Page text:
investmentwatchblog.com / by Umar Farooq / FEBRUARY 22, 2017
Lending subprime auto loans to drivers has reached its peak point in a decade, with U.S. auto debt hitting a record $1.16 trillion in the last quarter of 2016, according to a report from the Federal Reserve Bank of New York. This spells bad news for automakers, who may soon be at the receiving end of their own generous deal-making in the next financial crisis.
Auto loan balances increased by $22 billion, continuing their steady rise. Auto loan delinquency rates deteriorated again, with 3.8% of auto loan balances 90 or more days delinquent on December 31, 0.2% above last quarter, according to the report from the New York FED.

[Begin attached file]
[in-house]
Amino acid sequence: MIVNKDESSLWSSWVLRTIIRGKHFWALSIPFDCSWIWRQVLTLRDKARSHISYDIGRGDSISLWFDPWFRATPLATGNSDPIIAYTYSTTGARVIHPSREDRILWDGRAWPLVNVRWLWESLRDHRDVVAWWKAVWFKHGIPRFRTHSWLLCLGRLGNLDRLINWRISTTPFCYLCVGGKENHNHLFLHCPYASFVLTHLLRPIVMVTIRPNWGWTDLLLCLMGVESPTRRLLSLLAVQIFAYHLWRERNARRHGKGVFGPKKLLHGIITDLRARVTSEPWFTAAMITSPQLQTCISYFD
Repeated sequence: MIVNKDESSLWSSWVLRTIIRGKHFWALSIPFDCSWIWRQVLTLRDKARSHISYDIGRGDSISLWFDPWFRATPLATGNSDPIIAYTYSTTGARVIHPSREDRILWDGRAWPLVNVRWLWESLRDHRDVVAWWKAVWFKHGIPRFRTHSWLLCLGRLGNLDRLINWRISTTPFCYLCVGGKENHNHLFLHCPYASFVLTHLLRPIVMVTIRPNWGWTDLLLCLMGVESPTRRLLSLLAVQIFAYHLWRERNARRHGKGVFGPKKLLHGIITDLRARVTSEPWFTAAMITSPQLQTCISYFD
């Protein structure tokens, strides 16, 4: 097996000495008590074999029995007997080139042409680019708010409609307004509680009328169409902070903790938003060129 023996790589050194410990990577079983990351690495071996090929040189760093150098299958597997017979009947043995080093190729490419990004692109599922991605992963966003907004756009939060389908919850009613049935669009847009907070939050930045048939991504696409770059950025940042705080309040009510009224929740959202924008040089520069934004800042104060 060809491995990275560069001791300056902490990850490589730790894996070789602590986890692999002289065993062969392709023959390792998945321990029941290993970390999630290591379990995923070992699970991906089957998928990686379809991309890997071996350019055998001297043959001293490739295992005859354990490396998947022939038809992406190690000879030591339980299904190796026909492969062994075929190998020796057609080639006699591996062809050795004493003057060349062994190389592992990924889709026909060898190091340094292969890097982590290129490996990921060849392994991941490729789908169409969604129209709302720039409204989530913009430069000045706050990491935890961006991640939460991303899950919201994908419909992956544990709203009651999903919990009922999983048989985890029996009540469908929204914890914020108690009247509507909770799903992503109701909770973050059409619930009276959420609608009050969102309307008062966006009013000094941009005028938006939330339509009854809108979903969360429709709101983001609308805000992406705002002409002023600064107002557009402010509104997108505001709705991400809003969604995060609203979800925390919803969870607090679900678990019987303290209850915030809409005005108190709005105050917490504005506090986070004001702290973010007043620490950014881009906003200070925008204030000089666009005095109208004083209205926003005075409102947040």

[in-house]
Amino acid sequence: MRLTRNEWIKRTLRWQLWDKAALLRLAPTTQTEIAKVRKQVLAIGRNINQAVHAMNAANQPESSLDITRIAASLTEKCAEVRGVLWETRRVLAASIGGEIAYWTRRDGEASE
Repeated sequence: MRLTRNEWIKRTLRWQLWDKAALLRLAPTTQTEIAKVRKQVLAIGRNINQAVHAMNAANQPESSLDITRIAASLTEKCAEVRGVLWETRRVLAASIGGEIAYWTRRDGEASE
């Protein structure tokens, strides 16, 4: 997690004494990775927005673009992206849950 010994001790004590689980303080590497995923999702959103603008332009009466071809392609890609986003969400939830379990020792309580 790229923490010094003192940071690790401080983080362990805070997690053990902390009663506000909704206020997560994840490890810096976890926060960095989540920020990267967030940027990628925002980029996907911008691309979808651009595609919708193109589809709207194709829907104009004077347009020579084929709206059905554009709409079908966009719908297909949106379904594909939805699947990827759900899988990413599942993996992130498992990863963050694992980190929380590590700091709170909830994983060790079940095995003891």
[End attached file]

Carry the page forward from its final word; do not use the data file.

It’s an alarming number, big enough to incite talk of a bubble. In fact, the pile of debt would cover the cost of 43.4 million Ford F-150 pickups, one for every eight or so people in the country. Another way to look at: Every licensed driver in the U.S., on average, owes about $6,100 in car payments.
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